Labour Day: Ruto proposes 6 per cent rise in Kenya's minimum wage

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The president ordered Labour Cabinet Secretary Florence Bore to spearhead the process and report back to him in due time.

President William Ruto recommended that Kenya's minimum wage increase by at least six per cent on Tuesday, in his address at Uhuru Gardens in Nairobi as the 59th Labour Day was marked.

The president ordered Labour Cabinet Secretary Florence Bore to spearhead the process.

"I urge relevant authorities, particularly the Ministry of Labour, to convene a meeting with the appropriate committee to discuss and implement a minimum wage increase of at least six per cent," he said, adding the team will report back to him regarding an implementation plan.

"You will tell me how the calculation will be done and how we shall move forward."

The minimum wage is the lowest amount of money that an employer must pay workers in a certain period.

Kenya's minimum wage was last altered after Labour Day in 2022, when then-President Uhuru Kenyatta announced a 12 per cent increase, which saw the figure rise by Sh1,628.64 to Sh15,200.64. Kenyatta explained that this would help workers cope with a surge in consumer prices partly driven by the Russia-Ukraine war.

President William Ruto gives his speech during the national Labour Day event at the Uhuru Gardens in Nairobi on May 1, 2024. (Photo: PCS)

Labour councils

To ensure industrial peace and manage labour disputes, President Ruto also instructed the Labour ministry to activate multiple wage councils outlined in the 2007 Labour Relations Act.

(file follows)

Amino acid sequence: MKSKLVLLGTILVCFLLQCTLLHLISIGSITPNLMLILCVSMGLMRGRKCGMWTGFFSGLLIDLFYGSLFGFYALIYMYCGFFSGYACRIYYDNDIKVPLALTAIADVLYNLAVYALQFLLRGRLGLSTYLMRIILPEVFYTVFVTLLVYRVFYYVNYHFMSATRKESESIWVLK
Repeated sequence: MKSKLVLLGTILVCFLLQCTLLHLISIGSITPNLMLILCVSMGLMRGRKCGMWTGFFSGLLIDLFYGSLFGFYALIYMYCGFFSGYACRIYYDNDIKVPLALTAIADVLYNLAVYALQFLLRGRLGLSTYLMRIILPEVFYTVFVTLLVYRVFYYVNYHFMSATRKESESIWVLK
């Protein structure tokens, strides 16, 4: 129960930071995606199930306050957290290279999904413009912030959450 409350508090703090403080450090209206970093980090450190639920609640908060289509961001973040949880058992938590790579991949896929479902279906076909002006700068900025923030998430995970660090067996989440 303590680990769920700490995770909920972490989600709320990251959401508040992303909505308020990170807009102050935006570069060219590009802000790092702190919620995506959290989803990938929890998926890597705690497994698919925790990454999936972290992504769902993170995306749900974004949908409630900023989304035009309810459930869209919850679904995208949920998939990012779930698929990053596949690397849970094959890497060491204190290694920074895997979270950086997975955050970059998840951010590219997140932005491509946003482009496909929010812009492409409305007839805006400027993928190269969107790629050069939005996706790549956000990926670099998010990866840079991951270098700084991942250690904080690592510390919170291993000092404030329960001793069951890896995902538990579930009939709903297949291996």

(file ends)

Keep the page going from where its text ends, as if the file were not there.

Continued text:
These include councils for seafarers and protective, general, and agricultural wages.

"They will negotiate minimum wages in different sectors, enhancing conciliation, mediation, and industrial peace," the president said.

He stressed that his administration is committed to enforcing labour laws and engaging in social dialogues with unions and employers to see rights upheld.

"Social dialogues aim to enhance mutual benefit and shared interests, recognising our collective goal of advancing Kenya's welfare," Ruto explained, noting that every Kenyan worker has the right to fair pay and a safe workplace.

" The 2024 Social Protection Bill, approved by the Cabinet in January, underscores our dedication to addressing gaps in social protection, including fragmented legislation, coordination issues, and funding shortages," he added.

The President added that, like every other right, labour rights should align with public interest and the economy's sustainable financial capacity.

Doctors' strike

Regarding the doctors' strike, which began on March 15, Ruto urged a return to work,  arguing that the government has addressed all but two grievances.

"I urge our daughters and sons who are doctors ... as social partners, we must ensure essential services continue uninterrupted," he said.

Nearly 4,000 doctors and clinicians have been on strike in a demand for the implementation of the Collective Bargaining Agreement (CBA) signed in 2017, following a 100-day strike.

The agreement promised higher salaries, better working conditions, and the recruitment of more staff, which the current government claims it cannot fulfil due to financial constraints.

Other key issues are inadequate health insurance, delayed postings for medical interns, proposed severe pay cuts for interns, and staffing shortages.

Negotiations between the Kenya Medical Practitioners, Pharmacists and Dentists Union (KMPDU) and government officials have repeatedly failed.

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